by Kavanagh et al.
Protecting Farmland Pollinators is about identifying small actions that farmers can take that will allow biodiversity to coexist within a productive farming system. Farmers in Ireland recognise the importance of pollinators, but farmland has experienced wide-scale loss of wild pollinators over the last fifty years.
By working closely with 40 farmers, management practices that beneﬁt bees and hoverflies on Irish farmland were identified, and a whole farm pollinator scoring system was developed. Using a whole farm pollinator scorecard, farmers receive ‘pollinator points’ each year based on the amount and quality of pollinator friendly habitat on the farm, and each year, farmers receive a results-based payment that relates to the points. Using the pollinator scorecard, farmers have the flexibility to bring biodiversity back into their farm in a way that works with their production system and that suits them.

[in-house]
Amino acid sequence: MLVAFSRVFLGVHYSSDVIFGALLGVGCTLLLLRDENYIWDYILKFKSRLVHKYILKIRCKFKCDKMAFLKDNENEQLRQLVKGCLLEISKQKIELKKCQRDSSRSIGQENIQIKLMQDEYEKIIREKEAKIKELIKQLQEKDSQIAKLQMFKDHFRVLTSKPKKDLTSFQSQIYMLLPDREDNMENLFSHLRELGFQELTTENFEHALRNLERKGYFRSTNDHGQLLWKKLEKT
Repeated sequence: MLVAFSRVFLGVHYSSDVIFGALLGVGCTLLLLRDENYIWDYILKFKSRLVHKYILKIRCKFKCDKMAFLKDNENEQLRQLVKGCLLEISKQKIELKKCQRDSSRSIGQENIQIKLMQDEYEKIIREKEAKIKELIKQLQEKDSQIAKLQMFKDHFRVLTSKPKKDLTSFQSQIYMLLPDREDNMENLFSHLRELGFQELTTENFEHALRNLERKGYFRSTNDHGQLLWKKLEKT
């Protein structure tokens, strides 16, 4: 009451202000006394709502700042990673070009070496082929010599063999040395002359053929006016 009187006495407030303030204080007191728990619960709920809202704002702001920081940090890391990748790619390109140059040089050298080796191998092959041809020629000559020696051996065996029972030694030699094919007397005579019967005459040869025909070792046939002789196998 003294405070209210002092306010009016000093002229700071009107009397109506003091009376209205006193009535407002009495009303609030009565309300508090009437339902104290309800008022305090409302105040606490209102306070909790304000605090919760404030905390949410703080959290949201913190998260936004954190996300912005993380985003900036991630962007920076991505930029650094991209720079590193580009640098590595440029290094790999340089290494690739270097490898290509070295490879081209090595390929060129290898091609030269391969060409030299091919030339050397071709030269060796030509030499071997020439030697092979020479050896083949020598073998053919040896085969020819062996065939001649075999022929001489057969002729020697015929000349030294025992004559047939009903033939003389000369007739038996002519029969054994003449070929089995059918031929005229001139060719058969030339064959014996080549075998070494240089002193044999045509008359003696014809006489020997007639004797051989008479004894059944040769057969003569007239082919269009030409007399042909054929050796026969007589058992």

Farmers were willing to engage with all actions on the scorecard and 31 farmers increased their farm score. When farmers are incentivised to take action to protect nature, they want to see that these actions work. The creation and occupancy of the solitary bee nests is a clear example of where farmers can instantly see the results of their labour. During this project, 300 nest sites for mining solitary bees and 130 sites for cavity nesting solitary bees were created. Within the first four months, the exposed areas of bare soil were successfully colonised by mining bees.
The pollinator scorecard is scalable to all farm types and could be directly linked to sustainability accreditation schemes in a way that is transparent and measurable.